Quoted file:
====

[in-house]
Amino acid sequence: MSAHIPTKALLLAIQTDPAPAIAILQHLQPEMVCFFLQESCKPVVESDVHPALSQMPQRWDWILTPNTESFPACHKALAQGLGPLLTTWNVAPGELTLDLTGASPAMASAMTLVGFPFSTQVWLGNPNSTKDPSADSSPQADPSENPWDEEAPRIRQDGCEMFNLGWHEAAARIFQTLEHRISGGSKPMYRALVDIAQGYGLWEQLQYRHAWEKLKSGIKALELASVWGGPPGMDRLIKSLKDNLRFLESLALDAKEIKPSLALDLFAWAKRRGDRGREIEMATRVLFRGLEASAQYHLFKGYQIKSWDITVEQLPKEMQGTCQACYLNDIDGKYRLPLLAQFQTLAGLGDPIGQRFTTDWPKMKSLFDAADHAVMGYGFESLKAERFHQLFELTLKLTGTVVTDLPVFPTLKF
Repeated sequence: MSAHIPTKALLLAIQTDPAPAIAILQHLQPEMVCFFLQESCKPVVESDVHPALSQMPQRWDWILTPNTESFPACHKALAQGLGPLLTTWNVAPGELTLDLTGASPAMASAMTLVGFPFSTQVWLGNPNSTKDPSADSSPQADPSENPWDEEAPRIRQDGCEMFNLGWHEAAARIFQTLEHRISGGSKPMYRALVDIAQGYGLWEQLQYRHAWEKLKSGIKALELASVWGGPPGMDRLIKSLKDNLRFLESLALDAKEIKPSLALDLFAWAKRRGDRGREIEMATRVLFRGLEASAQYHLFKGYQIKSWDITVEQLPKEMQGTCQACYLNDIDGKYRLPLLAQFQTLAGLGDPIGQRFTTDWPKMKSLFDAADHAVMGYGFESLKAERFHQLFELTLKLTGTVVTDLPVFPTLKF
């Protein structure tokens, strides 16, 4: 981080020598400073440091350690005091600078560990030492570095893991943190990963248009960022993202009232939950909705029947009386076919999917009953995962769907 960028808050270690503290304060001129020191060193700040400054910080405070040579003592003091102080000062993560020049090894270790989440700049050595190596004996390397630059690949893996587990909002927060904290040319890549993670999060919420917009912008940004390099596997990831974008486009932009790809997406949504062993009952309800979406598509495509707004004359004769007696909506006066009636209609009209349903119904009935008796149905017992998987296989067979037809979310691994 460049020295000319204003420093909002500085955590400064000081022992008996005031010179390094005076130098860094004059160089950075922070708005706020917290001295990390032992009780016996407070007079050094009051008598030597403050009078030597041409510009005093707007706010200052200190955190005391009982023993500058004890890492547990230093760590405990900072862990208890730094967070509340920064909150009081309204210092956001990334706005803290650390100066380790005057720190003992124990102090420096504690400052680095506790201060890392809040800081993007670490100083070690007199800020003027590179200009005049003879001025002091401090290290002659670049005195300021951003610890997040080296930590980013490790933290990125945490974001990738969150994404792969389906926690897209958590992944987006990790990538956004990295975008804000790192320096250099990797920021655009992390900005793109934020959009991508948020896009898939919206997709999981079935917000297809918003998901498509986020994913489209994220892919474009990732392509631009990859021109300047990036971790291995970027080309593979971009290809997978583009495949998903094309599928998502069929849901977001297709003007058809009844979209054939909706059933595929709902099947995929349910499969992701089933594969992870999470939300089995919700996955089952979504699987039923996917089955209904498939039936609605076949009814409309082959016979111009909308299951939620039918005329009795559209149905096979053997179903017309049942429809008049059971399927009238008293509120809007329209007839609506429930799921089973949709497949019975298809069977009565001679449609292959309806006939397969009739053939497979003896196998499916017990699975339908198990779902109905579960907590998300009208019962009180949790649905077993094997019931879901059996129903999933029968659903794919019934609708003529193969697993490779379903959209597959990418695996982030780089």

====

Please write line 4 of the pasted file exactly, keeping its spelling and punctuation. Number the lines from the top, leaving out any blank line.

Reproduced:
């Protein structure tokens, strides 16, 4: 981080020598400073440091350690005091600078560990030492570095893991943190990963248009960022993202009232939950909705029947009386076919999917009953995962769907 960028808050270690503290304060001129020191060193700040400054910080405070040579003592003091102080000062993560020049090894270790989440700049050595190596004996390397630059690949893996587990909002927060904290040319890549993670999060919420917009912008940004390099596997990831974008486009932009790809997406949504062993009952309800979406598509495509707004004359004769007696909506006066009636209609009209349903119904009935008796149905017992998987296989067979037809979310691994 460049020295000319204003420093909002500085955590400064000081022992008996005031010179390094005076130098860094004059160089950075922070708005706020917290001295990390032992009780016996407070007079050094009051008598030597403050009078030597041409510009005093707007706010200052200190955190005391009982023993500058004890890492547990230093760590405990900072862990208890730094967070509340920064909150009081309204210092956001990334706005803290650390100066380790005057720190003992124990102090420096504690400052680095506790201060890392809040800081993007670490100083070690007199800020003027590179200009005049003879001025002091401090290290002659670049005195300021951003610890997040080296930590980013490790933290990125945490974001990738969150994404792969389906926690897209958590992944987006990790990538956004990295975008804000790192320096250099990797920021655009992390900005793109934020959009991508948020896009898939919206997709999981079935917000297809918003998901498509986020994913489209994220892919474009990732392509631009990859021109300047990036971790291995970027080309593979971009290809997978583009495949998903094309599928998502069929849901977001297709003007058809009844979209054939909706059933595929709902099947995929349910499969992701089933594969992870999470939300089995919700996955089952979504699987039923996917089955209904498939039936609605076949009814409309082959016979111009909308299951939620039918005329009795559209149905096979053997179903017309049942429809008049059971399927009238008293509120809007329209007839609506429930799921089973949709497949019975298809069977009565001679449609292959309806006939397969009739053939497979003896196998499916017990699975339908198990779902109905579960907590998300009208019962009180949790649905077993094997019931879901059996129903999933029968659903794919019934609708003529193969697993490779379903959209597959990418695996982030780089």